E3 0A      JCXZ +10                ; if 0, do nothing
51         PUSH CX                 ; push counter onto stack
8B F4      MOV  SI, SP             ; use stack memory for N
F_LOOP:
89 0C      MOV  WORD PTR[SI], CX   ; N = counter
DE 0C      FIMUL WORD PTR[SI]      ; ST =  ST * N
E2 FA      LOOP F_LOOP             ; keep looping
59         POP  CX                 ; restore stack


Input $$\n\$$ is in CX, output $$\{n!}\$$ is in ST(0).

8088 / 8087 machine code, 28 bytes

Original recursive solution:

        FACT PROC
50          PUSH AX                 ; push input to top of stack
D9 E8       FLD1                    ; load initial 1
E8 0112     CALL FACT_H             ; start recursion
FACT_H:                     ; recursive helper
55          PUSH BP                 ; save BP
8B EC       MOV  BP, SP             ; point BP to top of stack
8B 46 04    MOV  AX, [BP+4]         ; AX = N
48          DEC  AX                 ; decrement N
7C 08       JL   DONE               ; if N = 0, end recursion
50          PUSH AX                 ; save N on stack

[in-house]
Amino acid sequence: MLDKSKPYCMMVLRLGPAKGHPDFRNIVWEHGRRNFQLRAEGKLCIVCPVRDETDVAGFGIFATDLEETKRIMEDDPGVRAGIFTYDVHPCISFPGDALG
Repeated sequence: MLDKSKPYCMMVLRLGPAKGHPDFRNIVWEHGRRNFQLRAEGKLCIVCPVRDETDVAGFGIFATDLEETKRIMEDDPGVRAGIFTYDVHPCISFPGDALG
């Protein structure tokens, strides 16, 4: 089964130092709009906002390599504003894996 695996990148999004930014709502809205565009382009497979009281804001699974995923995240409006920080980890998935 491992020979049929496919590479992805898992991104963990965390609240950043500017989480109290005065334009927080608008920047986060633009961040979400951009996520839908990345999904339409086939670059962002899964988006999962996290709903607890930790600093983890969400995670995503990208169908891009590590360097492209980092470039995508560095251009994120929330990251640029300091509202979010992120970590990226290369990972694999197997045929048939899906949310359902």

E8 0112     CALL FACT_H             ; recursive call
9B          FWAIT                   ; synchronize CPU and FPU
DE 4E 04    FIMUL WORD PTR[BP+4]    ; accumulate result in ST(0) * N
DONE:
5D          POP  BP                 ; restore BP
C2 0002     RET  2                  ; remove N from stack and return
FACT ENDP


A recursive solution (at the machine code level) using only the 8088 CPU, and the 8087 FPU to calculate the factorial sum at 80-bit double-extended precision.

Input $$\n\$$ is in AX, output $$\{n!}\$$ is in ST(0).

Test output displayed using Borland Turbo Debugger 3:

n = 1:

n = 15:

n = 50:

n = 125:

Notes:

• Calculates $$\{125!}\$$ in an imperceptible amount of time (difficult to accurately profile in DOS)
• Specifically targeted to 8088 CPU (even includes FWAITs) to run on an original IBM PC (with FPU installed)
• Language is not newer than the challenge

1

Julia, 14 characters

f(n)=prod(1:n)


although I think recursive implementations are more interesting for this challenge. The best I could do there was 18 characters:

f(n)=n<1||n*f(n-1)


for n = 125, note that one has to use a BigInt like this:

julia> f(big(125))